Q. You mention the surprise at the lack of the backlash about the religious aspects, but have you had any feedback about the 9/11 element? Or do you feel that it’s such a part of the psyche at the moment that people don’t mind so much now?
Elizabeth Mitchell: I do think it’s a part of the psyche. I wouldn’t want to be part of anything that draws on those terrible events for purely entertainment purposes, but the issues it raises are very relevant. The paranoia is absolutely there and I don’t mind being part of a show that brings that feeling out there for people to discuss. We don’t know who the person is next to us, or who the people we love are in some instances. Those feelings do exist…
Scott Wolf: So, to be a part of those discussions or be engaged with those feelings, which are latent in so many people, is a good thing to be a part of.
Elizabeth Mitchell: We also take something that’s essentially a fantasy [alien invasion] and give it an emotional side.
Q. And yet there is a lot of fun to be had too, not least in the nods to the original…
Elizabeth Mitchell: Definitely… did you like the way she looked longingly at the hamster? We had a lot of fun with that.
Scott Wolf: That was important for us, too, because we never wanted to overshadow the fun. I think it strikes a good balance… it’s a show that deals with serious themes but also doesn’t want to take itself too seriously.
Elizabeth Mitchell: That was another reason why it appealed to me… I really thought it would be fun to do. We have some really talented actors playing some really strong roles and having fun with them. In fact, I can’t wait for you to get to the last three episodes… I’m so excited for you to get there because it just keeps getting better. Creatively, it has moved in a really great direction. It took a while to figure out who we all really were as characters, but the writing is really strong now as it approches its second season.
Q. Talking of fun Elizabeth, I gather your scenes with Alan Tudyk were fun to film… and that you jumped at the “reveal” moment where you peel back his skin to reveal the lizard-like skin and his eye?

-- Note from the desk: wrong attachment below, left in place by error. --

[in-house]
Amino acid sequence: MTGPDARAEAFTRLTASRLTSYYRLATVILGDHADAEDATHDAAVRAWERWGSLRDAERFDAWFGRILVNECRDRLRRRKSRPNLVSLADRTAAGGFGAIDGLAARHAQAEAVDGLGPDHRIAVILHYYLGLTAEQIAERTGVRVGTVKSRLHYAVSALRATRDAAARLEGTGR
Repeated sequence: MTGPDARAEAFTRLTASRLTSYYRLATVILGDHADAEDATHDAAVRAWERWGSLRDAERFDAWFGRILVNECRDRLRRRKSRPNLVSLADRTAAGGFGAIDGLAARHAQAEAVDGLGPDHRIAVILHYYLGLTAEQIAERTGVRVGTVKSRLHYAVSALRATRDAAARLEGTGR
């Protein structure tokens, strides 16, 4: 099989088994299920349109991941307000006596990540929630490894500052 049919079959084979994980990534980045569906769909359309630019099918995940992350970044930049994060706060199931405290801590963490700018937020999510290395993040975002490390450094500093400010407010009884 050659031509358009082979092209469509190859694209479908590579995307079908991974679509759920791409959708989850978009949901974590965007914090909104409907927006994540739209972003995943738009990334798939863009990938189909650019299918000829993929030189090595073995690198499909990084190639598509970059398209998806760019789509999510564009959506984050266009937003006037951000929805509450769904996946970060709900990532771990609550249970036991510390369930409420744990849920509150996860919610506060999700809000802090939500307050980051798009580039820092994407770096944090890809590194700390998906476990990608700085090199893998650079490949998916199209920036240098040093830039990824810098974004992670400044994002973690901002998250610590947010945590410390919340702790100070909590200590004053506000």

Elizabeth Mitchell: [Laughs] It was very hard to hit him time after time – but he never said “ow” once! Alan was terrific to work with. But that was a really freaky scene. Originally, they were just going to show the skin. But our visual effects guy had done this really amazing eye and we were all lobbying for them to show it. We kept saying: “Let’s just do one where we really see it [the eye].”
Q. And it made you jump every take? You had your Jaws moment?
Elizabeth Mitchell: [Laughs] Yeah. It did make me jump every time because they made it move like it was real. They actually built that thing and it got me each take because it was so real and kept moving.
Q. And Scott, I imagine that your scenes with Morena Baccarin [Anna] are fun to film. She has such a look and presence about her… she’s mesmerising in that she channels something other-worldly…
Scott Wolf: She’s really tapped into that. But from the very first encounter between the two of them, we could sense that something excitng was happening. Often when you get the script you can see something is possible but you never know what it will actually feel like. But there was something really great happening between us from the start. She tapped into some really extraordinary with her performance: she’s enigmatic, magnetic and very, very unsettling and unnerving at the same time. It certainly makes my job easy!
Q. So, what are you favourite examples of science-fiction, whether in cinema or on TV?
Elizabeth Mitchell: Well, I loved the re-imaginging of Battlestar Galactica. That was really fantastic.
Scott Wolf: Obviously, Star Wars…
Elizabeth Mitchell: I watched Star Wars again recently and it really held up. My son was completely blown away by it. I also enjoyed Star Trek.
Scott Wolf: I also like things that might not necessarily fall squarely into science fiction, like Land of the Lost and The six Million Dollar Man. I thought those were all great.
Q. Finally, you’ve both been part of some amazing TV shows – Scott with Party of Five and Everwood. Do you still look back fondly on those? And Elizabeth, what was it like to be part of the Lost phenomenon? Was the final episode as emotional to film as it was to watch?
Scott Wolf: Thank you… and yeah I do look back very fondly on things like Party Of Five. When lightning stikes you as an actor, you know how lucky you are. But it’s happened more than once for both of us, and we’ve got nothing but great memories of those experiences. It’s also nice to watch how the careers of your former cast members have taken off and developed. It’s really like a family…
Elizabeth Mitchell: Absolutely, they become like family. You can’t spend that much time with people and not become close to them, so there’sa very special bond and, yes, it is emotional. But it’s exciting too.
Q. Were you personally satisfied with the way Lost ended?
Elizabeth Mitchell: I feel like they almost did the only thing they could… leave lots of questions unanswered and tie up everything that had to do with the heart. But I really liked that. The bravest thing to do was to leave some things open to interpretation rather than attempting to tie everything up neatly… But I feel it worked for them and it’s been exciting hearing the reactions ever since. It was an amazing experience to be a part of and, yes, that last episode was emotional for everyone.
V: The Complete First Season is released on DVD on Monday, November 8, 2010.